Significant engineering, scientific, and technical achievements shaped the course of civilization. In their day and at their time, these achievements were breakthroughs, and advanced progress. But now older energy grids are inadequate to current needs; water systems leak; bridges and roads need repair. With climate change, increasingly devastating storms demand rebuilding. Sea level rise will further force rebuilding. Because our old infrastructure is giving out, and because climate change is damaging the world, it is certainly time to rebuild.
But we must do more than just rebuild. We must renew.
Early attempts to harness and share essentials like water and energy were based on an assumption that these natural elements were infinite. We pumped water with no fear of scarcity. Now rivers that like the Colorado that provide water to 1 in 10 Americans are suffering depletion and the consequences of drought.
We struck oil, and it gushed in such abundance that we built a whole world powered by an energy source that seemed infinite. Now, we are draining more water for agriculture, drinking, industry, and sanitation than we can replenish. We are squeezing out remaining coal gas, and oil with a clock ticking. A time bomb is also ticking. The changes we must make demand building with a new vision, one of renewal.
Humans, by nature, tend to delay acting until a crisis. This has been true throughout history, as you’ll see in this blog and in Building the World. For example, China did not develop the Grand Canal until grain and fresh water were needed in the arid north, and it became clear that an internal waterway from the south could satisfy both needs. Another example: ancient Rome did not seek an alternative to the increasingly polluted Tiber River until that water source was threatened by poison during a time of war. The Roman aqueducts, bringing fresh water to the growing city and empire, were the result. The Manhattan Project developed a new energy source during a time of impending war. Crisis is a time for action. Now is such a time.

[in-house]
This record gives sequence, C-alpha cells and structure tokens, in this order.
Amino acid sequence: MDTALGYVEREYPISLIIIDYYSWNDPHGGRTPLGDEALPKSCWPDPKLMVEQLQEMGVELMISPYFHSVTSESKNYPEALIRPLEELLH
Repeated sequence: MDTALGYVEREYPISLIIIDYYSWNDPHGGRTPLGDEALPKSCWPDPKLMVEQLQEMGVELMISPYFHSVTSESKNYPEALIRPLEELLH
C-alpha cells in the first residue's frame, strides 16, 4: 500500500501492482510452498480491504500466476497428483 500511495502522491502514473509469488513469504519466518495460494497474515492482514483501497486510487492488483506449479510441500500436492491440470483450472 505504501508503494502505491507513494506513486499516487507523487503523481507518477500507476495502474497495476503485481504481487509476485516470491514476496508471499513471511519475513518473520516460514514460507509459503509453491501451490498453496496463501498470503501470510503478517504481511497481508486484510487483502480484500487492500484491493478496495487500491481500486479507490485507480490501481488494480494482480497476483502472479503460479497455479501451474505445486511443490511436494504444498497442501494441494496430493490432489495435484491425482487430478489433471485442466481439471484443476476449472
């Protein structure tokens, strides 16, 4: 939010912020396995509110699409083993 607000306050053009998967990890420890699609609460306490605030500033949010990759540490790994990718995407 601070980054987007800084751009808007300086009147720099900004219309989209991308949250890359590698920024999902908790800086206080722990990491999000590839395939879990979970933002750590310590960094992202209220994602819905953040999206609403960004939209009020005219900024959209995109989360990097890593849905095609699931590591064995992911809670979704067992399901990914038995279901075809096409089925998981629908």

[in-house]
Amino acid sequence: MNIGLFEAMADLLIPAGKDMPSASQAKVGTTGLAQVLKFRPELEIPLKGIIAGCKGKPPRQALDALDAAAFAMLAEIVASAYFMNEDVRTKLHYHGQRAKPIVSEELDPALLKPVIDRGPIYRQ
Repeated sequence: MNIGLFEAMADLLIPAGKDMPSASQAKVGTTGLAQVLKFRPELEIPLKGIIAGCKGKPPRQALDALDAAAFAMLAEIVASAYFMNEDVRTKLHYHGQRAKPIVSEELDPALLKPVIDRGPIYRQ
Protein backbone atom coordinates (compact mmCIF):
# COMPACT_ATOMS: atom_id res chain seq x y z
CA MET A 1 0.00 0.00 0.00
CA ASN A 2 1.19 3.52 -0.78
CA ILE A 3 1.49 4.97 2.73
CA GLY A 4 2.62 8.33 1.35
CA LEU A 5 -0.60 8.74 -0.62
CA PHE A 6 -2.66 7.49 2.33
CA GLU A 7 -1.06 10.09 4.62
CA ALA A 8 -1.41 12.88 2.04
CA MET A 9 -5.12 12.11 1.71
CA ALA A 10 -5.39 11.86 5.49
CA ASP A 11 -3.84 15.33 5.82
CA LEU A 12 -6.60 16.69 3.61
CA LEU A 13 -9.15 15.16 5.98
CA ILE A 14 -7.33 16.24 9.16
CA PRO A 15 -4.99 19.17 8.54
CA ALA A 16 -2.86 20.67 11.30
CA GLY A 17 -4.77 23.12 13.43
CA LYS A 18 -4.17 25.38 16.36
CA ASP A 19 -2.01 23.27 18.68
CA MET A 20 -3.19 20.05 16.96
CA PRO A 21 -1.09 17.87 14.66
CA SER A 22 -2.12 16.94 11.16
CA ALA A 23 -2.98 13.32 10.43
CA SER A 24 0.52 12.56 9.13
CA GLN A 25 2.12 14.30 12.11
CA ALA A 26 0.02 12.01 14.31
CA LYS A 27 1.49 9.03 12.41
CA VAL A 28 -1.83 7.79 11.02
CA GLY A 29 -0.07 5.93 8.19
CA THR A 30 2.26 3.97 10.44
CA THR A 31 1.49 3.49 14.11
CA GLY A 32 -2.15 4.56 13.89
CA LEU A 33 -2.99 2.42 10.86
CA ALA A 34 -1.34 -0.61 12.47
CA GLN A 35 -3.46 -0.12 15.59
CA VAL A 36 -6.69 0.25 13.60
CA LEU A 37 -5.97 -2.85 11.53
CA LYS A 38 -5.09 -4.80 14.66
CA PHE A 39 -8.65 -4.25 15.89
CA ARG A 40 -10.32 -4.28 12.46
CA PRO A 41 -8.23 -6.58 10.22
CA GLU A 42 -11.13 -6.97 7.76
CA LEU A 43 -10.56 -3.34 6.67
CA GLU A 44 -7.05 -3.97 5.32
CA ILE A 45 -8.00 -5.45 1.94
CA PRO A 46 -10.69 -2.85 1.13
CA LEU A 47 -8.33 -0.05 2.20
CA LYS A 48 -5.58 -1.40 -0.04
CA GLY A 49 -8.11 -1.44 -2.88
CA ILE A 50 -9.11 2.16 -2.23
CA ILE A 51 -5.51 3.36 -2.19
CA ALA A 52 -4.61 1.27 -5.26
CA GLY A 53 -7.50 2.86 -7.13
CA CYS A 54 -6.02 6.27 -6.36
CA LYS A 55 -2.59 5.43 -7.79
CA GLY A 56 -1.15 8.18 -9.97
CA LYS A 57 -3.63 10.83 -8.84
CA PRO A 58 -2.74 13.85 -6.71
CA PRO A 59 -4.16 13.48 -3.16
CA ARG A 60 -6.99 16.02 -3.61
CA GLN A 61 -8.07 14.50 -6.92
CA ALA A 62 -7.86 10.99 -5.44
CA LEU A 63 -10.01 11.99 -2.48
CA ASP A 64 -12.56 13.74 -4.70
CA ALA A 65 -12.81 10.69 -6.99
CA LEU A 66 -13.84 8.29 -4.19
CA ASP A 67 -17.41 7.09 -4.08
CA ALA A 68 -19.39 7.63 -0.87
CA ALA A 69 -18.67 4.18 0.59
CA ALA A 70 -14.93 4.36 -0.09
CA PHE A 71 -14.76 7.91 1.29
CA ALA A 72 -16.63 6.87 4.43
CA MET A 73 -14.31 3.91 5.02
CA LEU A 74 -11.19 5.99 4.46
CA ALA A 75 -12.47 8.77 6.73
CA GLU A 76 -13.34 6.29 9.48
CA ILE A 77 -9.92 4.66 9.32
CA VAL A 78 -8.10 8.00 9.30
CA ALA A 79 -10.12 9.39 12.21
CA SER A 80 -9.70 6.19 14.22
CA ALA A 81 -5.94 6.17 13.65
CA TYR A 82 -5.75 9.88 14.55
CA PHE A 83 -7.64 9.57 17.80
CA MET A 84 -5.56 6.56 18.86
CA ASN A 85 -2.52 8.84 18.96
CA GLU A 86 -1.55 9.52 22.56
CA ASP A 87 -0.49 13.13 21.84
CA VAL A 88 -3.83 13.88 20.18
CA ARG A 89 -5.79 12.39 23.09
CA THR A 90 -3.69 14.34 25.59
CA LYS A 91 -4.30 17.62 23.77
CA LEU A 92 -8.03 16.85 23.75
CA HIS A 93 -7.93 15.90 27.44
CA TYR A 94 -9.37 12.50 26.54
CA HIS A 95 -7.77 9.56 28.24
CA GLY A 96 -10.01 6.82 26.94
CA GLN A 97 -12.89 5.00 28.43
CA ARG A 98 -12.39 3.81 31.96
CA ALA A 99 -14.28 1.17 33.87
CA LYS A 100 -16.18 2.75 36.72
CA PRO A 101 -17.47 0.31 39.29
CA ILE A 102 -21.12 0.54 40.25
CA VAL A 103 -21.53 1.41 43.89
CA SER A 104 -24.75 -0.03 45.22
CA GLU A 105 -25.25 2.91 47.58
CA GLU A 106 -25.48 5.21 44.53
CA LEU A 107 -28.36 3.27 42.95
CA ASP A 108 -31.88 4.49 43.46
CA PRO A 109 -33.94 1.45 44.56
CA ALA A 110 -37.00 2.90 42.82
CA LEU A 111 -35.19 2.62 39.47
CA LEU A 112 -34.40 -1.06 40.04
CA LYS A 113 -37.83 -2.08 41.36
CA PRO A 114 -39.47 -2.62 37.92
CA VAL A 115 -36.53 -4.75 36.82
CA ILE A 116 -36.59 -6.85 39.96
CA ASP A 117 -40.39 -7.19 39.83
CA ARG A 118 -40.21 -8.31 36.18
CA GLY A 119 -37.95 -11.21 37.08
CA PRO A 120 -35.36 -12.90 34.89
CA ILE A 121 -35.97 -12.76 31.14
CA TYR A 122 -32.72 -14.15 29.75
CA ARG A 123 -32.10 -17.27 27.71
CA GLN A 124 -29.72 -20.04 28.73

The study of success may be quickly summarized: success causes go-ahead action; failure causes a stop and then a change. We may experience success and failure as opposites, but they are poles of a shared system. Failure tells us what we didn’t know, didn’t see, and now can change: if well examined, failure is the secret to success. Failure is a window; success is a door.
Renewal is better than rebuilding because it takes into account what was learned. Rebuilding by merely replacing is over. When hurricanes like 2022’s Ian devastated coastal areas of Florida, USA, merely building back in the former order can no longer be considered. We must rethink coasts, and rebuild them with renewing systems such as mangroves and wetlands. Some communities may need to move. When Pakistan suffered floods in August of 2022, over half a million homes collapsed and 3,000 kilometers of roads washed out in Sindh, Balochistan, southern Punjab, and southern Khyber Pakhtunkhwa. Inundations displaced 4 million people; 30 million were affected. Telecommunications were suspended in Quetta, Balochistan’s capital, isolating 2 million people. In November 2022, Spain suffered record flooding when so much rain fell in one hour that airport runways were flooded and power outages left many without electricity. In the Netherlands, the Twente canals from Deiden to Almelo and Deiden to Enschede are undergoing widening to let more water in, as 254 measuring wells along the routes monitor increasing groundwater. Some believe climate change, while tragic, will offer a rare opportunity to rethink and redesign better, resilient, renewable systems that are based on today’s reality and tomorrow’s inevitability.
Climate change is just getting started, showing us the unintended and unsuspected failures of our former order. We built the world knowing what we then knew – using forms of energy that brought impressive results, improved many lives, advanced industry. But what we did not know has now become all too apparent. Before fossil fuel emissions heat the planet into unlivable conditions, we must switch our energy systems into renewable form. We built great civilizations along coasts: most of the ancient capitals were ports. Now, sea rise and flooding demand redesigning coastal cities. Indonesia is the first nation to move its capital, Jakarta, to another location for new capital, Nusantara. As the climate changes, so will the world.
There is no understating the challenge ahead. But the very urgency of climate change may also open the greatest opportunity humanity has ever seen for truly sustainable renewal. It’s not just an opportunity for one country or even one region. It is, and must be, a globally shared opportunity. Together, and perhaps only together, we can renew the world.